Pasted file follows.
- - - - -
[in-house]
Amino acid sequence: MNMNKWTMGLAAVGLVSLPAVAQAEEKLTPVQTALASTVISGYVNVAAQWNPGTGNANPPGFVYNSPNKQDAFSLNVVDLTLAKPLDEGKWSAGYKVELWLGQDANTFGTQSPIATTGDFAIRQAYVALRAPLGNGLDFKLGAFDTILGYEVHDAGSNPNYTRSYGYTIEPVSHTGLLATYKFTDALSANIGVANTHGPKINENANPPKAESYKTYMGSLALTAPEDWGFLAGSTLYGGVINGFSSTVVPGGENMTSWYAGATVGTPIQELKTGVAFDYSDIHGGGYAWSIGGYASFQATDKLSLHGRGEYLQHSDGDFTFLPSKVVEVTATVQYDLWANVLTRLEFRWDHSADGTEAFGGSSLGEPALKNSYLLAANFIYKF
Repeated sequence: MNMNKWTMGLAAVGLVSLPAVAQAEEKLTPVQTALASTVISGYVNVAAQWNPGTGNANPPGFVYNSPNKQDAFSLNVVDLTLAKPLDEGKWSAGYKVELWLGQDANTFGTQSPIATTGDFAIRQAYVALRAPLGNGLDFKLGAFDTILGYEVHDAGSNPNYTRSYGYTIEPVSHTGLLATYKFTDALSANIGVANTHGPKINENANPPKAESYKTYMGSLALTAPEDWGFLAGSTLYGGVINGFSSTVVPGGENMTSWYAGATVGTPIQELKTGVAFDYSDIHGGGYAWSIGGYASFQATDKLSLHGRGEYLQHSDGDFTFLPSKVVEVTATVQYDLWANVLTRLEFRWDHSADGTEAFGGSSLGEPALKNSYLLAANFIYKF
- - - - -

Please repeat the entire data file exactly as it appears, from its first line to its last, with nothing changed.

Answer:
[in-house]
Amino acid sequence: MNMNKWTMGLAAVGLVSLPAVAQAEEKLTPVQTALASTVISGYVNVAAQWNPGTGNANPPGFVYNSPNKQDAFSLNVVDLTLAKPLDEGKWSAGYKVELWLGQDANTFGTQSPIATTGDFAIRQAYVALRAPLGNGLDFKLGAFDTILGYEVHDAGSNPNYTRSYGYTIEPVSHTGLLATYKFTDALSANIGVANTHGPKINENANPPKAESYKTYMGSLALTAPEDWGFLAGSTLYGGVINGFSSTVVPGGENMTSWYAGATVGTPIQELKTGVAFDYSDIHGGGYAWSIGGYASFQATDKLSLHGRGEYLQHSDGDFTFLPSKVVEVTATVQYDLWANVLTRLEFRWDHSADGTEAFGGSSLGEPALKNSYLLAANFIYKF
Repeated sequence: MNMNKWTMGLAAVGLVSLPAVAQAEEKLTPVQTALASTVISGYVNVAAQWNPGTGNANPPGFVYNSPNKQDAFSLNVVDLTLAKPLDEGKWSAGYKVELWLGQDANTFGTQSPIATTGDFAIRQAYVALRAPLGNGLDFKLGAFDTILGYEVHDAGSNPNYTRSYGYTIEPVSHTGLLATYKFTDALSANIGVANTHGPKINENANPPKAESYKTYMGSLALTAPEDWGFLAGSTLYGGVINGFSSTVVPGGENMTSWYAGATVGTPIQELKTGVAFDYSDIHGGGYAWSIGGYASFQATDKLSLHGRGEYLQHSDGDFTFLPSKVVEVTATVQYDLWANVLTRLEFRWDHSADGTEAFGGSSLGEPALKNSYLLAANFIYKF